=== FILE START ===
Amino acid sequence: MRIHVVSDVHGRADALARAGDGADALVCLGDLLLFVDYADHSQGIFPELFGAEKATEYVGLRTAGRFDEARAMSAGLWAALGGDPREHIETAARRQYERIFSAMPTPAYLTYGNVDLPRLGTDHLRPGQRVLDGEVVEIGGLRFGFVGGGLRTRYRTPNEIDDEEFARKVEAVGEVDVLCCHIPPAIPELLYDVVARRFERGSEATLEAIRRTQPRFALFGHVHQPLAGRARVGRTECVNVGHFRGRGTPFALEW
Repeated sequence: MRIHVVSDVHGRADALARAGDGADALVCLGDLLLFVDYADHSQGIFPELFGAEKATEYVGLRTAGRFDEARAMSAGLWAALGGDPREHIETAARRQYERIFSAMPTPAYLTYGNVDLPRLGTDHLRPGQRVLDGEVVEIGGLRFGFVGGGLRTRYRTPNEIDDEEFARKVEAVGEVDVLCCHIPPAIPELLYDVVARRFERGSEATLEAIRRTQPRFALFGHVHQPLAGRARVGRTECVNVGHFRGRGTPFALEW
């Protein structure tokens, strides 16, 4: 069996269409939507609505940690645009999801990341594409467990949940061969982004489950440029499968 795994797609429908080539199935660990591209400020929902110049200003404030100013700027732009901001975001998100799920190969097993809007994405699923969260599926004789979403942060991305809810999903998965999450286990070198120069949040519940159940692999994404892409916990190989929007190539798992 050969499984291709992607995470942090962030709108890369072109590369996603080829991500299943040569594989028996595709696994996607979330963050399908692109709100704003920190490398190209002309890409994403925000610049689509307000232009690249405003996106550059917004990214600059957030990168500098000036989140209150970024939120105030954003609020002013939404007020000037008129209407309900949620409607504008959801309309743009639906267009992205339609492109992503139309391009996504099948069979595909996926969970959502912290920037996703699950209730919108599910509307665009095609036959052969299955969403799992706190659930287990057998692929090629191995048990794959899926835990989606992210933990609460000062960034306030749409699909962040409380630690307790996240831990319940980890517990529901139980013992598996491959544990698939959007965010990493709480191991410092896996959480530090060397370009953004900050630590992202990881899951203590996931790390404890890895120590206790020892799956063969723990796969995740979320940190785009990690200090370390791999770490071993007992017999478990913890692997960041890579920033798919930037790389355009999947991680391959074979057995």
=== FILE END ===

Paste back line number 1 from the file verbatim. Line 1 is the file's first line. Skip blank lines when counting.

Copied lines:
Amino acid sequence: MRIHVVSDVHGRADALARAGDGADALVCLGDLLLFVDYADHSQGIFPELFGAEKATEYVGLRTAGRFDEARAMSAGLWAALGGDPREHIETAARRQYERIFSAMPTPAYLTYGNVDLPRLGTDHLRPGQRVLDGEVVEIGGLRFGFVGGGLRTRYRTPNEIDDEEFARKVEAVGEVDVLCCHIPPAIPELLYDVVARRFERGSEATLEAIRRTQPRFALFGHVHQPLAGRARVGRTECVNVGHFRGRGTPFALEW